It’s only a matter of time until you start hitting rate limits, and when you do you need to handle them gracefully.
There is no in-built method to tell RabbitMQ to delay delivering a message (we exhausted Google’s entire archive of articles when finding this out for ourselves), but luckily there is such a thing in RabbitMQ as a ‘dead letter exchange’ option which we can take advantage of.
The dead letter exchange (DLX) option tells RabbitMQ that when a message has expired or is rejected it should be sent to whichever exchange and queue is named as the DLX recipient. This means that if we set a TTL (time to live) and a dead letter exchange option on our messages, we can set a delay on when our messages will be processed by first placing them in a different queue with no consumers listening on it.
The workflow is therefore:
- Put messages with a specific TTL into a queue which has no consumers.
- Specify the dead letter exchange and routing key to point to a queue which does have a consumer.
- When RabbitMQ detects the TTL has expired on each message, it will move it into the queue specified by the dead letter option.
- Your consumer will process the newly moved messages as normal.
Using the post office analogy, this would be the same as the post office worker putting your letters into his own box for a certain amount of time but without actually opening the messages or reading their contents. A little while later he takes the messages out of his box and puts them into your box instead.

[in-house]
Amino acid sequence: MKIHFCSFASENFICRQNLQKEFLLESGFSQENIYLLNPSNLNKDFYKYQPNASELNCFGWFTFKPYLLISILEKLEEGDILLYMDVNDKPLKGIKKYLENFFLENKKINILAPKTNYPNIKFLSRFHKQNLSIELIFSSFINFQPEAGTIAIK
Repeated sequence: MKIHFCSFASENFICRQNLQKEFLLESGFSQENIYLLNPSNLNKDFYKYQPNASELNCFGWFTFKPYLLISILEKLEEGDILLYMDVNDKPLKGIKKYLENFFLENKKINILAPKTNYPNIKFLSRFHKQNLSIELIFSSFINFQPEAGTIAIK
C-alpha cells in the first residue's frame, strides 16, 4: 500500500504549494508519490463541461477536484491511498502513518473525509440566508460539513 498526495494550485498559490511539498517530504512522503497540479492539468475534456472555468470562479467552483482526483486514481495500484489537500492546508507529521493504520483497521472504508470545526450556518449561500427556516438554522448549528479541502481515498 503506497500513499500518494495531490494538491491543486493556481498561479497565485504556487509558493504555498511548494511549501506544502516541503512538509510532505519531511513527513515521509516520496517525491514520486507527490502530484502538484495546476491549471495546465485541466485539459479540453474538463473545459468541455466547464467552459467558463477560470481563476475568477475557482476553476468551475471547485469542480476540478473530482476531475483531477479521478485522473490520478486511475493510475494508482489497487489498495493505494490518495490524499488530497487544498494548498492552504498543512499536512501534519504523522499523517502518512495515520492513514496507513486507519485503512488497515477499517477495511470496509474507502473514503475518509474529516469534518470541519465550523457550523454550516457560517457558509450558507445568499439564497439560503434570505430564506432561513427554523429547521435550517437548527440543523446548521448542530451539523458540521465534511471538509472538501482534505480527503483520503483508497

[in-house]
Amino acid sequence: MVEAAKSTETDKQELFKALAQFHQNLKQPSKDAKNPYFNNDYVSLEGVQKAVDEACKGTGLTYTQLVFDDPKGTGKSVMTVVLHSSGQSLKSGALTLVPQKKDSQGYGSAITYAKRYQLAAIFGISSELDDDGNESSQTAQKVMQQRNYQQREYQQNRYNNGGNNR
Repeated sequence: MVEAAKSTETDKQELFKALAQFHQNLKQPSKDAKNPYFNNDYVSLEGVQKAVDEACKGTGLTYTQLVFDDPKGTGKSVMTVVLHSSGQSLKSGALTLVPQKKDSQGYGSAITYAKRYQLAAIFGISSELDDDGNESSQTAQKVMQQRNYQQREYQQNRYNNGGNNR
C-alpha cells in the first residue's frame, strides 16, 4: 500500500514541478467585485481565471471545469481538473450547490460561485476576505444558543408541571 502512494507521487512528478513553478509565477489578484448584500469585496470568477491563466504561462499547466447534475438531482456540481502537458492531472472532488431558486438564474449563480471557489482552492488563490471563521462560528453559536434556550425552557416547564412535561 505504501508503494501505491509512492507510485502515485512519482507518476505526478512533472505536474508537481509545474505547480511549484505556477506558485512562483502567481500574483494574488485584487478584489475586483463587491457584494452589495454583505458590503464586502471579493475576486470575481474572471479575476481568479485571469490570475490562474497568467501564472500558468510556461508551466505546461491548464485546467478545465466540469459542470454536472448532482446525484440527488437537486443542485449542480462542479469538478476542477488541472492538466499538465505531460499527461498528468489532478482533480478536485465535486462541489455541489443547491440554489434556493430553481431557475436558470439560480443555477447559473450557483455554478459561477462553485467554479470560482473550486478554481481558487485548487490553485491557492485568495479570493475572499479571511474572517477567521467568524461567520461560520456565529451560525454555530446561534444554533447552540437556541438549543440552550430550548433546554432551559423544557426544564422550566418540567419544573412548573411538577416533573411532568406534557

So to implement this ourselves let’s first add a `delay_queue` service to our Symfony application:
Remember that the messages in this queue will never be consumed, we’re just relying on RabbitMQ to move each message back into a consumed queue once it has expired. So all we need now is to tell Oldsound RabbitMQ about it.
Notice that we’ve created a new direct exchange and we’ve named this new queue `statuses/update/delay`. We’ve also got some extra arguments set on this queue that we haven’t set on the previous producer’s queue. The `x-message-ttl` is the TTL for each message that is put into the queue, measured in milliseconds. The example value here equates to 20 seconds. In a real-world example you are likely to want to set longer TTLs, especially if you need to requeue to wait for a rate limit error to expire.